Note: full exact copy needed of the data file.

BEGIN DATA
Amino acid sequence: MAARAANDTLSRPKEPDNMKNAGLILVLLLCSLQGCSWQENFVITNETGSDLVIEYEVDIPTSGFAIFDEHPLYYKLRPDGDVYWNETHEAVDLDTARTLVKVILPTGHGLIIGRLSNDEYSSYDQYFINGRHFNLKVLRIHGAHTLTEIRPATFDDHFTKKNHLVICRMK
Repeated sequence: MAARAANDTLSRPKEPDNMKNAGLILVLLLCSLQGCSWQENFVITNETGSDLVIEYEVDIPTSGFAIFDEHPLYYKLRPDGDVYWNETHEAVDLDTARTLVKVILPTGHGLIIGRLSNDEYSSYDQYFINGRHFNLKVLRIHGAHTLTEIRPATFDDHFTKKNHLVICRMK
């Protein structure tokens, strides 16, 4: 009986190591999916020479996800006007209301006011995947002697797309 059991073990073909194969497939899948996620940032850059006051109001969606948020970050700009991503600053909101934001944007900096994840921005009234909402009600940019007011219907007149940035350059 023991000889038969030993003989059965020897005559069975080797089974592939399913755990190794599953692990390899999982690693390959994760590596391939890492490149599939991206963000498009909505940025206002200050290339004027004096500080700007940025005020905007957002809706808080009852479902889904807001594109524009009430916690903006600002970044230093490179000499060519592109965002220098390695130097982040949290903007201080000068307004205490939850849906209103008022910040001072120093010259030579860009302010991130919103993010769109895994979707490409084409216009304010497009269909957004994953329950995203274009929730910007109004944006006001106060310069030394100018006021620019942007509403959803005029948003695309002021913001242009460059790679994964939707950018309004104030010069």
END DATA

Amino acid sequence: MAARAANDTLSRPKEPDNMKNAGLILVLLLCSLQGCSWQENFVITNETGSDLVIEYEVDIPTSGFAIFDEHPLYYKLRPDGDVYWNETHEAVDLDTARTLVKVILPTGHGLIIGRLSNDEYSSYDQYFINGRHFNLKVLRIHGAHTLTEIRPATFDDHFTKKNHLVICRMK
Repeated sequence: MAARAANDTLSRPKEPDNMKNAGLILVLLLCSLQGCSWQENFVITNETGSDLVIEYEVDIPTSGFAIFDEHPLYYKLRPDGDVYWNETHEAVDLDTARTLVKVILPTGHGLIIGRLSNDEYSSYDQYFINGRHFNLKVLRIHGAHTLTEIRPATFDDHFTKKNHLVICRMK
């Protein structure tokens, strides 16, 4: 009986190591999916020479996800006007209301006011995947002697797309 059991073990073909194969497939899948996620940032850059006051109001969606948020970050700009991503600053909101934001944007900096994840921005009234909402009600940019007011219907007149940035350059 023991000889038969030993003989059965020897005559069975080797089974592939399913755990190794599953692990390899999982690693390959994760590596391939890492490149599939991206963000498009909505940025206002200050290339004027004096500080700007940025005020905007957002809706808080009852479902889904807001594109524009009430916690903006600002970044230093490179000499060519592109965002220098390695130097982040949290903007201080000068307004205490939850849906209103008022910040001072120093010259030579860009302010991130919103993010769109895994979707490409084409216009304010497009269909957004994953329950995203274009929730910007109004944006006001106060310069030394100018006021620019942007509403959803005029948003695309002021913001242009460059790679994964939707950018309004104030010069």